Every month 50,000 U.S. citizens of Hispanic heritage turn 18. In this U.S. electoral cycle, with over 23 million eligible Hispanic-American voters, many research efforts have been undertaken to identify their distinctiveness and political preferences. Interest-group specific issues such as U.S. immigration policy are often highlighted as the main drivers for the Hispanic vote; surely, but there is a more fundamental sociopolitical driver at play.
The sociopolitical heritage from Spain and the post colonial experience of Latin America has engendered in the Hispanic-American population an understanding of the role of government significantly different from the principles of limited government and imprescriptible rights embraced by the Founding Fathers. Thus classical liberalism, or libertarianism in the contemporary American coinage, does not come naturally to Hispanics.
In a recent American National Elections Study, in answer to the question: “Which of these two statements comes closer to your opinion, (1) The less government the better, or (2) there are more things the government should be doing;” 47.4 percent of the white non-Hispanic population responded “the less government the better.” In contrast, only 17.9 percent of Hispanics responded similarly.
In a question regarding preferences for free market vs. government solutions, 35.8 percent of white non-Hispanics opined that the free market can handle economic problems whereas 83.3 percent of Hispanics expressed that a strong government involvement is required. The political philosophies of classical liberalism that limit the role of government and place the individual in center stage are not nearly as ingrained in Hispanic heritage as they are in the American sociopolitical discourse. In some measure, this undermines effective pluralistic participation in the civil institutions of free societies.
The Hispanic collectivist and statist political tendencies are even more markedly present in societies that have lived for extended periods of time under totalitarian rule. For the Cuban people, in particular, the experience of living for more than a half-century under a totalitarian regime, and under the constant bombardment of Marxist-Leninist rhetoric, means a legacy of a civil society unprepared for the responsibilities demanded of a citizenry in a liberal democracy and a competitive market economy.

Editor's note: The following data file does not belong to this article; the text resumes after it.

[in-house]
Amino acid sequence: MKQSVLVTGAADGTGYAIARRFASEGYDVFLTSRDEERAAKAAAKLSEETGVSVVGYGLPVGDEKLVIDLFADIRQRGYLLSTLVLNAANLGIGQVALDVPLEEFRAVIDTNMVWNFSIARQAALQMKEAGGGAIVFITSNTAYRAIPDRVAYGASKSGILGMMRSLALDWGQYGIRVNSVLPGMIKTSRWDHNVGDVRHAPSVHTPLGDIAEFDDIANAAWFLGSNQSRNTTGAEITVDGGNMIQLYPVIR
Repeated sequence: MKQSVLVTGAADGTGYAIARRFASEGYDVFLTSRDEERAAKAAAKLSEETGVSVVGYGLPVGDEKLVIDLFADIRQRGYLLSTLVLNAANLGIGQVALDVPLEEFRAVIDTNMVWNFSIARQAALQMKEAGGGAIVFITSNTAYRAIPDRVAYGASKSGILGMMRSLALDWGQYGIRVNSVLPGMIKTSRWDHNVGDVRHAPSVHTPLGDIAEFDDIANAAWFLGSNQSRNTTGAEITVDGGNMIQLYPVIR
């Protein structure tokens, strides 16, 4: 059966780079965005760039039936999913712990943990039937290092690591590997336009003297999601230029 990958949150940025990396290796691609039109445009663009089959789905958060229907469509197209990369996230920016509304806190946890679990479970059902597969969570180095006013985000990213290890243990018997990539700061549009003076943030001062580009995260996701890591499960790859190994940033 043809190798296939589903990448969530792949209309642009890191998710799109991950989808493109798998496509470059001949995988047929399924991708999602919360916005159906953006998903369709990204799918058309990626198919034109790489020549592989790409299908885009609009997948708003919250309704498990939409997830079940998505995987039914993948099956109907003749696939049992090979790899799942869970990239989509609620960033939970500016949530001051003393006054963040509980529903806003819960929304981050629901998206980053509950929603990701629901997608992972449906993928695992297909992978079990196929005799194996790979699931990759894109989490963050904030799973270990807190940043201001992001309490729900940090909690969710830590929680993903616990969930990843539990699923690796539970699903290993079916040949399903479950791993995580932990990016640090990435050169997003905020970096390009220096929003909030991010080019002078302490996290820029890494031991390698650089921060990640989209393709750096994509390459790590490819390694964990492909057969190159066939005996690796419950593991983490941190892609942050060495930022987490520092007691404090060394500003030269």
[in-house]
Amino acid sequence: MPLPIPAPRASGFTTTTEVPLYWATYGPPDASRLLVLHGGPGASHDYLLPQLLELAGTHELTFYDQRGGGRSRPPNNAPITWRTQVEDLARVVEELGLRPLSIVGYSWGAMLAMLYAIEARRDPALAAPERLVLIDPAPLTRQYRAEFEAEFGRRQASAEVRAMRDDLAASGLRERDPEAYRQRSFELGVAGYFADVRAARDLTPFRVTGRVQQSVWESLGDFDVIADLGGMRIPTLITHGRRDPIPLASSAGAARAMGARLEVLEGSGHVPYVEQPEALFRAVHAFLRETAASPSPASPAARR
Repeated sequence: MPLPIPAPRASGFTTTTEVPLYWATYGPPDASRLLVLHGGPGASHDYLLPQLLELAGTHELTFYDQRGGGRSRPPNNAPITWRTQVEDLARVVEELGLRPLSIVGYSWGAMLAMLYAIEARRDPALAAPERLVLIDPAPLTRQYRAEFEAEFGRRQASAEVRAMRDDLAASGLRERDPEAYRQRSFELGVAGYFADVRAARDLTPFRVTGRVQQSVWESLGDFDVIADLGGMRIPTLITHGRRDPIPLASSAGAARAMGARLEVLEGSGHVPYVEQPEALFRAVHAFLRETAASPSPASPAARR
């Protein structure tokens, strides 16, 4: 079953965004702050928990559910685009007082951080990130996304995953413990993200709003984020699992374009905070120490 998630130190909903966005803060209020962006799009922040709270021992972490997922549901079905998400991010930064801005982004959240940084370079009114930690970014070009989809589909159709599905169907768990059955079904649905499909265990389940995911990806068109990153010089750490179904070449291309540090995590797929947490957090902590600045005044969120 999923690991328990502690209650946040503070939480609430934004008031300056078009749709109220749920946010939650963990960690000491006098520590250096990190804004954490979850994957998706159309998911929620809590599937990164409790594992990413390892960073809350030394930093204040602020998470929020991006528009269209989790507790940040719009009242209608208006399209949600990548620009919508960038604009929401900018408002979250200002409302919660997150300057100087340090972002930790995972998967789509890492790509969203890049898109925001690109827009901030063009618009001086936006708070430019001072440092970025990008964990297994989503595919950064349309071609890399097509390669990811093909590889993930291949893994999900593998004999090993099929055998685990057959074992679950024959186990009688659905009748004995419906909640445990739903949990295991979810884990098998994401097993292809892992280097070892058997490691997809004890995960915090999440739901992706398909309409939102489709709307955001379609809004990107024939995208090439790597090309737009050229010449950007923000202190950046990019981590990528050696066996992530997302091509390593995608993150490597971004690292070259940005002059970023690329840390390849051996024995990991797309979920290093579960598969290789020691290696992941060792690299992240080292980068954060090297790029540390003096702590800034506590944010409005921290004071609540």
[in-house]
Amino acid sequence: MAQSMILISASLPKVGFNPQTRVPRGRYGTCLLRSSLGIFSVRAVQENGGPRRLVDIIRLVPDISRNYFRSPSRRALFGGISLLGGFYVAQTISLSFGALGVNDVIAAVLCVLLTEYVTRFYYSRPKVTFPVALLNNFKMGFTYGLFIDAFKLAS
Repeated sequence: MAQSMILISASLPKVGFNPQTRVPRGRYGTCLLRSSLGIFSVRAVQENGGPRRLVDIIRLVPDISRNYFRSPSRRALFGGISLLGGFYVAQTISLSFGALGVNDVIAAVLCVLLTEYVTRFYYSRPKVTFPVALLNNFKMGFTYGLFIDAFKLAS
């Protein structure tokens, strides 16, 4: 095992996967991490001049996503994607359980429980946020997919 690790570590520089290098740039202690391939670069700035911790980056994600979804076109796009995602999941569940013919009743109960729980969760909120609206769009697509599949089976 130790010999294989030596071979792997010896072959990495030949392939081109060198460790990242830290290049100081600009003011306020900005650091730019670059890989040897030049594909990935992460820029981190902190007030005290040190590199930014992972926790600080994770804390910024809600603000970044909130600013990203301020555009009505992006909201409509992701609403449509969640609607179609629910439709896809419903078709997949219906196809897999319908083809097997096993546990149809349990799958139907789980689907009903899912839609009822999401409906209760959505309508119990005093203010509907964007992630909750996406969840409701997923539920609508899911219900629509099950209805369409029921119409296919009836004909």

When thinking of democratic governance, an operational question becomes: Does civil society produce liberty or does a firm commitment to natural rights produce civil society?
The answer requires an understanding that a free society is a pluralistic society without a common hierarchy of particular ends. The Founding Fathers approached the issue by championing three possible limitations to federal power: separation of powers, federalism, and entrenched individual rights.
The first two confines are institutional, and it is only an unwavering commitment to individual rights that offers the best protection against creeping totalitarianism. By definition, a society which seeks to implement collectivist policies cannot be democratic in the sense of guarantying individual freedoms since pursuing socialist egalitarian goals necessitates the coercive action of government.
In today’s highly competitive and interconnected economic milieu, a society seeking to be successful needs to promote the development of the unique talents of individuals. This necessarily leads to people achieving unequal results since individuals differ in ability and interest.
Latin American political thought, seduced by the siren song of “social justice” has trouble accepting the unequal results of the marketplace. Unhappy with the marketplace and ignoring the Kantian precept that laws must be based on the protection of rights, not the attempt to create happiness for the citizens, the power of the state is invoked. Characteristically, some form of messianic, personalistic collectivism is sought, often under a new set of rules or by a new name. Venezuelan President Hugo Chávez’s “Socialism of the 21st Century” is just one example of the ideological grotesqueries that result when we do not take our political ignorance more seriously.
Capitalism is rationalistic, anti-heroic and anti-mystical. Free markets, with all their warts, are the economic system of free people. In the Hispanic electorate, if we peel off most arguments against the free market, an intellectual discomfort with freedom itself is revealed. That is truly unfortunate because the only enduring foundation for improving the human condition is liberty.
José Azel is a senior scholar at the Institute for Cuban and Cuban-American Studies, University of Miami and the author of the book, Mañana in Cuba.